The oil company admitted regulatory failings, which led to the discharge.
It happened from the Clair platform, 75 miles west of Shetand on October 2, 2016.
The circumstances were investigated by the department for Business, Energy and Industrial Strategy.
A process failure caused the discharge of a significant amount of crude oil into the sea.
The company pleaded guilty to a contravention of Regulation 3(1) of the Offshore Petroleum Activities (Oil Pollution Prevention and Control) Regulations 2005 at Aberdeen Sheriff Court.
Alistair Duncan, head of the Health and Safety Investigation Unit, Crown Office, said: “BP accepted liability and the Crown accepted their guilty plea to the contravention of the Regulations.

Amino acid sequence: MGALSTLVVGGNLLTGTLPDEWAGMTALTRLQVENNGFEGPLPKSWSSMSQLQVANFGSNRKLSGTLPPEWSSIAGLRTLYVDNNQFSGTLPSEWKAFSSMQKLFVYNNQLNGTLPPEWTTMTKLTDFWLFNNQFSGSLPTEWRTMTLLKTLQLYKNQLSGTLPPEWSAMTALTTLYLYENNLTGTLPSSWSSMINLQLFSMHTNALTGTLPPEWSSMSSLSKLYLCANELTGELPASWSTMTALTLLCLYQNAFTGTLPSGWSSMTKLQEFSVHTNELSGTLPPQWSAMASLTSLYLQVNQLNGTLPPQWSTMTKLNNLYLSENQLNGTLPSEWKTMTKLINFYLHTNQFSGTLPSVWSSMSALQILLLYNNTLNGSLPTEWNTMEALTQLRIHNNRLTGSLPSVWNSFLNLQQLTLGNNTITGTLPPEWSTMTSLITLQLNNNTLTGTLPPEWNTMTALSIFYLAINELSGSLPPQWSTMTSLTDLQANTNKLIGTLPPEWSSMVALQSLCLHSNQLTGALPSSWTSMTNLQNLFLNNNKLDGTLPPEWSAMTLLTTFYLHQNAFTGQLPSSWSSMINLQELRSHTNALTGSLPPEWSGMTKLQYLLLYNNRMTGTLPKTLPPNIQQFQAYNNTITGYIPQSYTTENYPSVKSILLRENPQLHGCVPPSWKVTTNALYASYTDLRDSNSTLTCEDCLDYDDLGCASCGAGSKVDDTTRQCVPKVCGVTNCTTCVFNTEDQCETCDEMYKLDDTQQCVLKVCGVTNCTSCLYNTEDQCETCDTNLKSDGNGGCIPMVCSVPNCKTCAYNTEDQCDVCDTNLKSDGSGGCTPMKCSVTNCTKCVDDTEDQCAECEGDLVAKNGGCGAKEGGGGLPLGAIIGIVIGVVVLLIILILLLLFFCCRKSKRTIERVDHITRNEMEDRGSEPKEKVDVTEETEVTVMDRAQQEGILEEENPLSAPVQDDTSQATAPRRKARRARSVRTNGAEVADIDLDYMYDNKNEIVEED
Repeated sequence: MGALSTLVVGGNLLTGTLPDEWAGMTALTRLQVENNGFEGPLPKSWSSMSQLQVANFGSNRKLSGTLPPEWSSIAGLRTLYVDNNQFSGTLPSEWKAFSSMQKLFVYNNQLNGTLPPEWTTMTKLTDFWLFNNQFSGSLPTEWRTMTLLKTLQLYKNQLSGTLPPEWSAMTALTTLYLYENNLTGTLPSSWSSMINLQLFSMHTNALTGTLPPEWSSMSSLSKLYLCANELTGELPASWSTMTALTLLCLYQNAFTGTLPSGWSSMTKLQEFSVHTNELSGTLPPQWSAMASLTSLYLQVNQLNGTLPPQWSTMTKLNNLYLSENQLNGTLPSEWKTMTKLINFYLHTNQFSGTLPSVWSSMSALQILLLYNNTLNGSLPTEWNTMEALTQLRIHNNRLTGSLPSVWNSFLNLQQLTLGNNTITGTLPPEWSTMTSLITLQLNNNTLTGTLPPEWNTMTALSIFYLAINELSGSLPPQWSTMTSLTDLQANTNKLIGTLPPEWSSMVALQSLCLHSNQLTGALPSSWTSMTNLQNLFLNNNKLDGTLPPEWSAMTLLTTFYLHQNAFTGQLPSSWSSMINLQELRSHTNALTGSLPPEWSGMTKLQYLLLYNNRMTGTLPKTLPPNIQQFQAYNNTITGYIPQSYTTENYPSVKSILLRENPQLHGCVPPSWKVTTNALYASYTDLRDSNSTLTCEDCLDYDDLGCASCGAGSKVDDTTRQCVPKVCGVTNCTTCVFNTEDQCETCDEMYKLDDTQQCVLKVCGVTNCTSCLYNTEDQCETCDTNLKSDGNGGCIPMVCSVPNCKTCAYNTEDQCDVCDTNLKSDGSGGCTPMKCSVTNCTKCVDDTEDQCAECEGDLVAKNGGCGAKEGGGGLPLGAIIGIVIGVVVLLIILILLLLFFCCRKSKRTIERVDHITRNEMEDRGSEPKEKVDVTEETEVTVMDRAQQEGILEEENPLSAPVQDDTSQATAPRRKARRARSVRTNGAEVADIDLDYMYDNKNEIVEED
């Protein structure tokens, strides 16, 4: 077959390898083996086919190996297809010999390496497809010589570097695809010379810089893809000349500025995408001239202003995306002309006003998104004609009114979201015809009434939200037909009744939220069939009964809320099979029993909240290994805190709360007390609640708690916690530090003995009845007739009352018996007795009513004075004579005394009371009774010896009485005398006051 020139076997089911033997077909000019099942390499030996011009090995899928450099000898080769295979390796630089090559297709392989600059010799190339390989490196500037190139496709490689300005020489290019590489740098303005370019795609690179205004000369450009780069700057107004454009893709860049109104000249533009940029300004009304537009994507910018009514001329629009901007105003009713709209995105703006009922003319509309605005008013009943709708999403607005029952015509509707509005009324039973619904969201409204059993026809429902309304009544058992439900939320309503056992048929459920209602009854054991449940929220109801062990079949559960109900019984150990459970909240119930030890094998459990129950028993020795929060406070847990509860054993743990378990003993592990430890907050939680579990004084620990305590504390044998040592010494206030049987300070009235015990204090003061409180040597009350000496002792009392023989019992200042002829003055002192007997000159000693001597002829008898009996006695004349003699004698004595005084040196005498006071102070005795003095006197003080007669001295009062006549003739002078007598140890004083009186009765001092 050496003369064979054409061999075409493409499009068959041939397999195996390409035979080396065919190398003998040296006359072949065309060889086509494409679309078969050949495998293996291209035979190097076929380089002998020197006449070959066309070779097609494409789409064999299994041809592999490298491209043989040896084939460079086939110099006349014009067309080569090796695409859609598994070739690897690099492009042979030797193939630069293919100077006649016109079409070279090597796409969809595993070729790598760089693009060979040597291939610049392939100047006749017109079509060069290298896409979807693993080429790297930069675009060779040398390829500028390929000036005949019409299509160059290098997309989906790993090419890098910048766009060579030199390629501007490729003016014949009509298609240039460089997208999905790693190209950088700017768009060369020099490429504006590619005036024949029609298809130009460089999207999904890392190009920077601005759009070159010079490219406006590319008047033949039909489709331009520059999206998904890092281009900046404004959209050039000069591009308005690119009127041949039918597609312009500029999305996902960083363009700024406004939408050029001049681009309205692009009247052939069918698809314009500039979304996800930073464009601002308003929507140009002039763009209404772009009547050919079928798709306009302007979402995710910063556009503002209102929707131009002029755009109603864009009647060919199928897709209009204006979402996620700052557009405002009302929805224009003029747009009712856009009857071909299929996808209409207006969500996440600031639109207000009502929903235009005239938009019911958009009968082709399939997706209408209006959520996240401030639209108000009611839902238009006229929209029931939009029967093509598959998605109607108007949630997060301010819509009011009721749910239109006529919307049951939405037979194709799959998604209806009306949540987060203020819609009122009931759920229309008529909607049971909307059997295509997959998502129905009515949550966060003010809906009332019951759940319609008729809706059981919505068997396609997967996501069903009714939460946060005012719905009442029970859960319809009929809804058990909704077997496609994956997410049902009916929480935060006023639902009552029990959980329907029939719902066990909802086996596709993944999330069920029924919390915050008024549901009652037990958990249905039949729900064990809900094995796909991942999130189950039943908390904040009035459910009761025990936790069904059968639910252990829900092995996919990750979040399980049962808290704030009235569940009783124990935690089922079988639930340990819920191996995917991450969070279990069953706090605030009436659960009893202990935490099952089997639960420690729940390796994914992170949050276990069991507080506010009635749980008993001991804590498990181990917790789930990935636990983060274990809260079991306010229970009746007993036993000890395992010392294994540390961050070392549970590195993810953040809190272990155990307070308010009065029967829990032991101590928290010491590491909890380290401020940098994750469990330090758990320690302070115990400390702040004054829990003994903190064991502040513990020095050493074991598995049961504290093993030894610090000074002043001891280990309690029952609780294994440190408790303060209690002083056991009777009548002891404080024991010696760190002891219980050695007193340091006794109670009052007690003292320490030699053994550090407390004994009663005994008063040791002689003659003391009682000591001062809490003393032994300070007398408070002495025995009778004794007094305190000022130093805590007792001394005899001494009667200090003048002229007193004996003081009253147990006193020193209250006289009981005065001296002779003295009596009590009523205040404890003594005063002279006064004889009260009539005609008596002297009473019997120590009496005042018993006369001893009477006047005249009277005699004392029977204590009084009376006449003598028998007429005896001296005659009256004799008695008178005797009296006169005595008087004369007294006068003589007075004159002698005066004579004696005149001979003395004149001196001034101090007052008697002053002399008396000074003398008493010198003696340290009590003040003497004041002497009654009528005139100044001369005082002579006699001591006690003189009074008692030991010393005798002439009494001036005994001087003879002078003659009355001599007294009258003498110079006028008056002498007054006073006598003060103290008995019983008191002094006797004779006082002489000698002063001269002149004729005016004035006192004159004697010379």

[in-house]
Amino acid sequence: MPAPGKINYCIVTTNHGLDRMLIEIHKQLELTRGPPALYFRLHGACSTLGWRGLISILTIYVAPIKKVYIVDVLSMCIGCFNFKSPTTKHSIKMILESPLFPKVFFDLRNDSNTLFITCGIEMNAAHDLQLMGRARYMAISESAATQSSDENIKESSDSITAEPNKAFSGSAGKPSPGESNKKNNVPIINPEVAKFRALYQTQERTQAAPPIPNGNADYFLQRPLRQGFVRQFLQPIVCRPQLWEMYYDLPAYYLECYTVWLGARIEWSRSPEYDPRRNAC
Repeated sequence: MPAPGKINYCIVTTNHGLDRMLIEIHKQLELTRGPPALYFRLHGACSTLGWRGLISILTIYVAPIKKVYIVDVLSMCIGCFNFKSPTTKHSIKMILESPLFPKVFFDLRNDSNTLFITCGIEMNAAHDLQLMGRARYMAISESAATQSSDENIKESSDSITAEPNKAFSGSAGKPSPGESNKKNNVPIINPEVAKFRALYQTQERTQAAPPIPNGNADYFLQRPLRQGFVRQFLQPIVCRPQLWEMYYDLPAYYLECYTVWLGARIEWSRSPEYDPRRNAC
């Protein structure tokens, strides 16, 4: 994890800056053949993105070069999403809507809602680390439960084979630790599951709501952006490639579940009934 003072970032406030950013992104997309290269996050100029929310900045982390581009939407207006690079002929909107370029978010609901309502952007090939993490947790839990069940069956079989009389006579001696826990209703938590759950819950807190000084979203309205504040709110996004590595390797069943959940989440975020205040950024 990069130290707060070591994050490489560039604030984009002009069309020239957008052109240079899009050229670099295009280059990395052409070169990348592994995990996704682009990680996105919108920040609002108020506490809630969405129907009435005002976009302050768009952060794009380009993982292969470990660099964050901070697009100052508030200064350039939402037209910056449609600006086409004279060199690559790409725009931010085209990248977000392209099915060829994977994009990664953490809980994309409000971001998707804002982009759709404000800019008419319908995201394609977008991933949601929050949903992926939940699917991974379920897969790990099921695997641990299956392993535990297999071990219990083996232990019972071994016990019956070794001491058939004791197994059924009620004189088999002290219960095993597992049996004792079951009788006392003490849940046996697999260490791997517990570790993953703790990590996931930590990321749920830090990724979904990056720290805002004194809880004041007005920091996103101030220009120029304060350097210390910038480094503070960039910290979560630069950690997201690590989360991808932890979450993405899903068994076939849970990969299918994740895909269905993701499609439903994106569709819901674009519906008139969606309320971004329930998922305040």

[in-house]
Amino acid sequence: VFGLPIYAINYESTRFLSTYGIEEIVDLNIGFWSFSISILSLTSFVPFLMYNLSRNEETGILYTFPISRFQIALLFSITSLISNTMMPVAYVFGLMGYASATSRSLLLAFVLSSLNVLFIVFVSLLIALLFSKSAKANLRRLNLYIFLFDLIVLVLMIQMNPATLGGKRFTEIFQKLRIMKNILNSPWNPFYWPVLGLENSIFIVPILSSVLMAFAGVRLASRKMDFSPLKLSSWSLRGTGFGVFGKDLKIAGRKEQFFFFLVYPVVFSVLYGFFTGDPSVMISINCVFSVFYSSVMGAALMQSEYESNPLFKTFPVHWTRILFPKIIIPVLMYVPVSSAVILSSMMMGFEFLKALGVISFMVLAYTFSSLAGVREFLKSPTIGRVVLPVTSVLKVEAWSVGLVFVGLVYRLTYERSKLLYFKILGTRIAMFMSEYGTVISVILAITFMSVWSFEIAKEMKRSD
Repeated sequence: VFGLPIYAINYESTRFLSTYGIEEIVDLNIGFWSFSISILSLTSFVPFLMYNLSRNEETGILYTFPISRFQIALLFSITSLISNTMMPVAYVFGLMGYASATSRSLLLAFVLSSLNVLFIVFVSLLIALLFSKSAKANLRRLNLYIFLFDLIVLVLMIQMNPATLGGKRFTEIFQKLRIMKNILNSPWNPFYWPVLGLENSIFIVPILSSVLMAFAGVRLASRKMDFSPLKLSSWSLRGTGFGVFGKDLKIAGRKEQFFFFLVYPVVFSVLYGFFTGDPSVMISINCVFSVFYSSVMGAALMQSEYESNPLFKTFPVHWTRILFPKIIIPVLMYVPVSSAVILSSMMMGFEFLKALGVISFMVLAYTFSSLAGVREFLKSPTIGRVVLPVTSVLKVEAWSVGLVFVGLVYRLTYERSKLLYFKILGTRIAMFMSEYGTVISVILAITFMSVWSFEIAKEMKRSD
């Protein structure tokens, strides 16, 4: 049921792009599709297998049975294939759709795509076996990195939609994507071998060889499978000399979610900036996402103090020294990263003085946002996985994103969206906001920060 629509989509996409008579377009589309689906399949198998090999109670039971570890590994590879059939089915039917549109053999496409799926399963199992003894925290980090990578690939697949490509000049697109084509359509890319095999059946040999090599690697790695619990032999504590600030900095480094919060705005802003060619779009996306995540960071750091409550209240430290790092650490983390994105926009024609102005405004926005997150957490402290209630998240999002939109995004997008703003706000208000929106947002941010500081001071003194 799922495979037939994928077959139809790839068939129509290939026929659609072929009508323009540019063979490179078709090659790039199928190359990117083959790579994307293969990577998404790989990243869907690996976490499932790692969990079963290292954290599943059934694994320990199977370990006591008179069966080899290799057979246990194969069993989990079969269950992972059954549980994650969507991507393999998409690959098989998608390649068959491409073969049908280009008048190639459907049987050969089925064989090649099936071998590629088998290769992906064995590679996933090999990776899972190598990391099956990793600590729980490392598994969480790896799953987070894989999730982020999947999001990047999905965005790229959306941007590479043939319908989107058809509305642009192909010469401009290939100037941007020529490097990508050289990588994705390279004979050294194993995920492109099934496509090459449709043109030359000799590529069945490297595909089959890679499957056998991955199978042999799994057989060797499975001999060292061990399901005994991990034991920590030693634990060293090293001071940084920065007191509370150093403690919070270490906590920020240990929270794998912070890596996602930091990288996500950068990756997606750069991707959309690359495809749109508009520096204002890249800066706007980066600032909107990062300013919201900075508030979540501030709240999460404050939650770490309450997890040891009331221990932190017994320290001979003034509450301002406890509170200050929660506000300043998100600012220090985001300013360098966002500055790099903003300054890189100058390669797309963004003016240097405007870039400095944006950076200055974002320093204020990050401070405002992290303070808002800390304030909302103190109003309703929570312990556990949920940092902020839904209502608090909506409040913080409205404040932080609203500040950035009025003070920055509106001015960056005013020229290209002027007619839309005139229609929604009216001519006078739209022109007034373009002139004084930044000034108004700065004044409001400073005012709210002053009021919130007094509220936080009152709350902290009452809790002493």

“The lack of sufficiently robust procedures could have had a significant environmental impact, had these issues not been addressed.
“Thankfully there was no significant impact to the environment as a result of this incident and the company has introduced improved procedures since then.
“Hopefully this prosecution will serve as a reminder that failing to have sufficiently robust procedures and adhere to the regulations can have potentially serious consequences.”
Read the latest issue of the OGV Energy magazine HERE.
Government to consider further relief for energy intensive industries
UK’s industrial heartlands boosted by next stage of carbon capture clusters
Government seeks to further improve diversity of energy supply by boosting biomass
North Sea producers could be hit with even-tougher windfall tax to help struggling consumers